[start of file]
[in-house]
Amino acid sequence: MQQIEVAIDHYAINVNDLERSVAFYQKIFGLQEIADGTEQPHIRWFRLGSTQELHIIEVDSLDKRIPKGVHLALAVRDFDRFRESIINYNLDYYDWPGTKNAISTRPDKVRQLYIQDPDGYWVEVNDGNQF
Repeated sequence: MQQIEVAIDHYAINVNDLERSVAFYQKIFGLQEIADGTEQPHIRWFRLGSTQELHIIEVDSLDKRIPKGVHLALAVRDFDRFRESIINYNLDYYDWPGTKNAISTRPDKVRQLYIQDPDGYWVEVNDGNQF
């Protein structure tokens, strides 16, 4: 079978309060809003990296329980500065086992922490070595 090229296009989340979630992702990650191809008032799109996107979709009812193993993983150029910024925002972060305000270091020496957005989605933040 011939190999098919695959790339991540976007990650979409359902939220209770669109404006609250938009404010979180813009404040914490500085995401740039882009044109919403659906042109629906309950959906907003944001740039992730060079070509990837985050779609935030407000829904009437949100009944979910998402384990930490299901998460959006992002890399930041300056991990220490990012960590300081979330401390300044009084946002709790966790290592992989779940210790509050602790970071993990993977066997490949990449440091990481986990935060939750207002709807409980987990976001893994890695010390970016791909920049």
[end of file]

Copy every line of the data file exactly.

[in-house]
Amino acid sequence: MQQIEVAIDHYAINVNDLERSVAFYQKIFGLQEIADGTEQPHIRWFRLGSTQELHIIEVDSLDKRIPKGVHLALAVRDFDRFRESIINYNLDYYDWPGTKNAISTRPDKVRQLYIQDPDGYWVEVNDGNQF
Repeated sequence: MQQIEVAIDHYAINVNDLERSVAFYQKIFGLQEIADGTEQPHIRWFRLGSTQELHIIEVDSLDKRIPKGVHLALAVRDFDRFRESIINYNLDYYDWPGTKNAISTRPDKVRQLYIQDPDGYWVEVNDGNQF
């Protein structure tokens, strides 16, 4: 079978309060809003990296329980500065086992922490070595 090229296009989340979630992702990650191809008032799109996107979709009812193993993983150029910024925002972060305000270091020496957005989605933040 011939190999098919695959790339991540976007990650979409359902939220209770669109404006609250938009404010979180813009404040914490500085995401740039882009044109919403659906042109629906309950959906907003944001740039992730060079070509990837985050779609935030407000829904009437949100009944979910998402384990930490299901998460959006992002890399930041300056991990220490990012960590300081979330401390300044009084946002709790966790290592992989779940210790509050602790970071993990993977066997490949990449440091990481986990935060939750207002709807409980987990976001893994890695010390970016791909920049």